<
>

Pena overwhelming choice in AL

NEW YORK -- Jack McKeon was voted NL Manager of the Year
after turning around the Florida Marlins' season, and Tony Pena won the AL
honor for keeping the Kansas City Royals in contention until the final week.

McKeon received 19 of 32 first-place votes and 116 points in
balloting released Wednesday by the Baseball Writers' Association of
America, becoming the first manager to win the award after taking
over a team during the season. He also won the award with
Cincinnati in 1999.

Dusty Baker, a three-time winner of the award, finished second
with 62 points after leading the Chicago Cubs to the NL Central title in
his first season as Chicago's manager.

The Atlanta Braves' Bobby Cox was next with 56 points, followed by Felipe
Alou -- Baker's replacement in San Francisco -- with 51.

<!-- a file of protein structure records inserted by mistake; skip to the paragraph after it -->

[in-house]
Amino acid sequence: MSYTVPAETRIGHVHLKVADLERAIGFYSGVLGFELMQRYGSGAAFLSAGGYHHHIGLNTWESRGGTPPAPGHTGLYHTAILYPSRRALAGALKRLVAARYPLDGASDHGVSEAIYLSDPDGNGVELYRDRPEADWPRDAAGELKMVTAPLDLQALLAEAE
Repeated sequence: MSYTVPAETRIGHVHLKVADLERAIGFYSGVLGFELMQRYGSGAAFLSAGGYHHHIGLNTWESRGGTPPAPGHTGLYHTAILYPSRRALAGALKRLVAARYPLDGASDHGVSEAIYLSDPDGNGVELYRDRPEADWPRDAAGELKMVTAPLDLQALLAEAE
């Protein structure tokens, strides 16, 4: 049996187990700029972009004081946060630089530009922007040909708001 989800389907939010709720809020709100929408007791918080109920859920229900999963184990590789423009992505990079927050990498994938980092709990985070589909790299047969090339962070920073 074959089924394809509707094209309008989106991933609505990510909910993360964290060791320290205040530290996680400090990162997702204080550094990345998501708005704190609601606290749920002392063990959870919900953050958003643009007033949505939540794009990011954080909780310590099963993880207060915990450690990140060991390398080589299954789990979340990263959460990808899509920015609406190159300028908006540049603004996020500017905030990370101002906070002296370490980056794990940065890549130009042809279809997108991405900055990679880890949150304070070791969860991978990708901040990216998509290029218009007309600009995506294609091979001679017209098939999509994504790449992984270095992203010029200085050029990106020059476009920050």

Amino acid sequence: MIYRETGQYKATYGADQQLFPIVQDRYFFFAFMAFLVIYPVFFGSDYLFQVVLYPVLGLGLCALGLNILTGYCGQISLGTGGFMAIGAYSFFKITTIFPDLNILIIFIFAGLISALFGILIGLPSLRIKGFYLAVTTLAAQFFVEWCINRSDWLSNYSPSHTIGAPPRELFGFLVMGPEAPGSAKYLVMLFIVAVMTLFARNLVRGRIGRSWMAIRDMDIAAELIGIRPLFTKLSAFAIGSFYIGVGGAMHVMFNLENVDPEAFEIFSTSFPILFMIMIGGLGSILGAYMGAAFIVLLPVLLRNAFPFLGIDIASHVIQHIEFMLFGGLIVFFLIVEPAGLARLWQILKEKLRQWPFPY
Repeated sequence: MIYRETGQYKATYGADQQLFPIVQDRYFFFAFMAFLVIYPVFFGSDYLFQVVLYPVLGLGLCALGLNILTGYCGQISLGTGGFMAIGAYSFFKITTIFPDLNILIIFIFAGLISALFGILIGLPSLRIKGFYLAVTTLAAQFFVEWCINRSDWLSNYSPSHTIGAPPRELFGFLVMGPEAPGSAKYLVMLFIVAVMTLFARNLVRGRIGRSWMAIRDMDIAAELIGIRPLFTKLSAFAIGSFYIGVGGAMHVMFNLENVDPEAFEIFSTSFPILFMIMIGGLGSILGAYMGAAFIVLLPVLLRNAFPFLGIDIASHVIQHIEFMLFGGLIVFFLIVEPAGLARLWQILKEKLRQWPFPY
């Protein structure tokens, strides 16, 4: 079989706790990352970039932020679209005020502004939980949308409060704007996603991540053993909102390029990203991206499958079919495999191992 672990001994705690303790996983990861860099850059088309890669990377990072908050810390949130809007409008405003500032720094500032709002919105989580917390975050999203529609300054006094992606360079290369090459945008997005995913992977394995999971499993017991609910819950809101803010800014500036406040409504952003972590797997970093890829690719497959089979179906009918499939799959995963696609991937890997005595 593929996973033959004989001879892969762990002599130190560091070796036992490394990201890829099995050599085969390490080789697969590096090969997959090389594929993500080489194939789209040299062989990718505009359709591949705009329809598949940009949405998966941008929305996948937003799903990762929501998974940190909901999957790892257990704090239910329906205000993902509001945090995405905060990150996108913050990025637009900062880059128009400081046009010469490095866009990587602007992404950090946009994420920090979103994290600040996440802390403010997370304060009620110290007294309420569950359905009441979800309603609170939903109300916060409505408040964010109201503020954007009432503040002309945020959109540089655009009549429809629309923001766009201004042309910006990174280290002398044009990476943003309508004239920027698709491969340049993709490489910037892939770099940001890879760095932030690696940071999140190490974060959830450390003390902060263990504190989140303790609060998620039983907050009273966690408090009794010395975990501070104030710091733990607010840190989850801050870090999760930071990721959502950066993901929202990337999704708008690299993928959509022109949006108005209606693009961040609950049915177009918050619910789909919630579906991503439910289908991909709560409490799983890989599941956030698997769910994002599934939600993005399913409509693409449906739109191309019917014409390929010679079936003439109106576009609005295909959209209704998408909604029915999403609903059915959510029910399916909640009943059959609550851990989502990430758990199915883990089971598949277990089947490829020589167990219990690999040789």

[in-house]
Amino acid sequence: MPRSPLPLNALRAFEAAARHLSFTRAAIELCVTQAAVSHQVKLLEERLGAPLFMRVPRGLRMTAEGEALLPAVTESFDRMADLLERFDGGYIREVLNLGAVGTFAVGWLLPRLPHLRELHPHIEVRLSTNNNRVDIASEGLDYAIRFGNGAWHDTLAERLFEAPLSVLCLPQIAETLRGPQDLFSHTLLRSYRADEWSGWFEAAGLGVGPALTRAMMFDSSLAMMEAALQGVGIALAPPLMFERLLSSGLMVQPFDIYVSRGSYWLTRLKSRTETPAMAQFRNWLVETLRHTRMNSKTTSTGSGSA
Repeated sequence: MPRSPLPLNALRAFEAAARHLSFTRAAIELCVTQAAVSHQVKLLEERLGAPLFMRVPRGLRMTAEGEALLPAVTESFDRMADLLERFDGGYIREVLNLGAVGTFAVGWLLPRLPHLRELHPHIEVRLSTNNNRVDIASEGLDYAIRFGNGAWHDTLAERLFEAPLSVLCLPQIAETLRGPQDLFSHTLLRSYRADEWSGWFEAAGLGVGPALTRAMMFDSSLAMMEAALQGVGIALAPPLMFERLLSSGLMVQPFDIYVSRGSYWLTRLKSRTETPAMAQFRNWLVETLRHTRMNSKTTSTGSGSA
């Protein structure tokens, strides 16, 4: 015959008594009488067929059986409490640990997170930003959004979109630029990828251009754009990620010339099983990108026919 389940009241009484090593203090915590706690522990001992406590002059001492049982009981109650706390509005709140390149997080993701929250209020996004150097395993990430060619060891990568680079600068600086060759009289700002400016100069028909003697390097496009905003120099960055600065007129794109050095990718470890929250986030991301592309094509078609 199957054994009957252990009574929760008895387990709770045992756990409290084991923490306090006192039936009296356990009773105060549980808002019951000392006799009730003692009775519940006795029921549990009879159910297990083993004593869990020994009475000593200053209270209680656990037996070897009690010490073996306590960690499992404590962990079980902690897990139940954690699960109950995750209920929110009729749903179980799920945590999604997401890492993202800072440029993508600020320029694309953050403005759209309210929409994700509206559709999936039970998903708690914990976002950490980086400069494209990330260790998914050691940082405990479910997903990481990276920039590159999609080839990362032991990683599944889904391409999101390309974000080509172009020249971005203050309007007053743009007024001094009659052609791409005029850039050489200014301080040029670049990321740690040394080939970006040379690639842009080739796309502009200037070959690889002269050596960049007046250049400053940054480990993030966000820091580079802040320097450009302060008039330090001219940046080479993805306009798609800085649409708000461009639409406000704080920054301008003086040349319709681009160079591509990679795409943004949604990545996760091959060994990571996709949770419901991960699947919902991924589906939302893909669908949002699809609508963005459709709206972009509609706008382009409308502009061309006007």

Pena was an overwhelming choice for the AL award, getting 24
first-place votes and 130 points. The Minnesota Twins' Ron Gardenhire was
second with four firsts and 44 points.

McKeon, 72, is the third-oldest manager in major league history,
trailing Hall of Famers Connie Mack (88) and Casey Stengel (75).

Florida was 16-22 when McKeon replaced Jeff Torborg on May 11.
The Marlins dropped to 10 games under on May 22, then rebounded to
finish 91-71 and win the NL wild card.

Voting took place before the postseason, when Florida upset San
Francisco in the first round, overcame a 3-1 deficit to beat the
Cubs in the NL championship series, then rebounded from a 2-1
deficit to beat the New York Yankees in the World Series. It was
McKeon's first time in the postseason.

Pena took over the Royals in May 2002 and Kansas City finished
62-100, its first 100-loss season. The Royals won their first nine
games this year, got off to a 16-3 start and were 51-41 at the
All-Star break, leading the AL Central by seven games.

But they slumped in the second half and wound up 83-79, their
first winning season since 1994. Kansas City used 29 pitchers,
including an AL-high 15 starters, and set a team record by using 53
players.

Kansas City and Florida managers had not won the award before.